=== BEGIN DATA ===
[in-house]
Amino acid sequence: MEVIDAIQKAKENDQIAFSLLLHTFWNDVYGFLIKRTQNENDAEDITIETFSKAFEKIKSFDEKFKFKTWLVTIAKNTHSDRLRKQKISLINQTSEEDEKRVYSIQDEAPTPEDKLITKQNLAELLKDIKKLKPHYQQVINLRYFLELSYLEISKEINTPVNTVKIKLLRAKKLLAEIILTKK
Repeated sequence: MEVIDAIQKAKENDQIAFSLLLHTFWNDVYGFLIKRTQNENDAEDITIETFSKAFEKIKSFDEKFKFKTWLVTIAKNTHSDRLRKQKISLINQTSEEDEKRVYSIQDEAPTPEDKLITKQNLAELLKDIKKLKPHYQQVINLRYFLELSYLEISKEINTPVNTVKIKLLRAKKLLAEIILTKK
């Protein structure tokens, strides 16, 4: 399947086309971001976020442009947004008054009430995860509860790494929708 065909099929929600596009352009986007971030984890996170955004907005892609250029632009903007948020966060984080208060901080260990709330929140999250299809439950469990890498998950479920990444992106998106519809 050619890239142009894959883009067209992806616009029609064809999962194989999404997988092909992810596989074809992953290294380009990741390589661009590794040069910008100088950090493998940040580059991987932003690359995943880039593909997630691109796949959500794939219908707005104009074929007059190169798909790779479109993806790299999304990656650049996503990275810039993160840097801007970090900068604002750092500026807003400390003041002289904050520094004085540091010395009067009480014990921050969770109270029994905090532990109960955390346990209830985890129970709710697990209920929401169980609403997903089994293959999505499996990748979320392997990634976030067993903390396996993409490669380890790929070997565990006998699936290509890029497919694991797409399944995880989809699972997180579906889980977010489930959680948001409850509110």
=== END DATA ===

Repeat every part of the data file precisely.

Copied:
[in-house]
Amino acid sequence: MEVIDAIQKAKENDQIAFSLLLHTFWNDVYGFLIKRTQNENDAEDITIETFSKAFEKIKSFDEKFKFKTWLVTIAKNTHSDRLRKQKISLINQTSEEDEKRVYSIQDEAPTPEDKLITKQNLAELLKDIKKLKPHYQQVINLRYFLELSYLEISKEINTPVNTVKIKLLRAKKLLAEIILTKK
Repeated sequence: MEVIDAIQKAKENDQIAFSLLLHTFWNDVYGFLIKRTQNENDAEDITIETFSKAFEKIKSFDEKFKFKTWLVTIAKNTHSDRLRKQKISLINQTSEEDEKRVYSIQDEAPTPEDKLITKQNLAELLKDIKKLKPHYQQVINLRYFLELSYLEISKEINTPVNTVKIKLLRAKKLLAEIILTKK
């Protein structure tokens, strides 16, 4: 399947086309971001976020442009947004008054009430995860509860790494929708 065909099929929600596009352009986007971030984890996170955004907005892609250029632009903007948020966060984080208060901080260990709330929140999250299809439950469990890498998950479920990444992106998106519809 050619890239142009894959883009067209992806616009029609064809999962194989999404997988092909992810596989074809992953290294380009990741390589661009590794040069910008100088950090493998940040580059991987932003690359995943880039593909997630691109796949959500794939219908707005104009074929007059190169798909790779479109993806790299999304990656650049996503990275810039993160840097801007970090900068604002750092500026807003400390003041002289904050520094004085540091010395009067009480014990921050969770109270029994905090532990109960955390346990209830985890129970709710697990209920929401169980609403997903089994293959999505499996990748979320392997990634976030067993903390396996993409490669380890790929070997565990006998699936290509890029497919694991797409399944995880989809699972997180579906889980977010489930959680948001409850509110």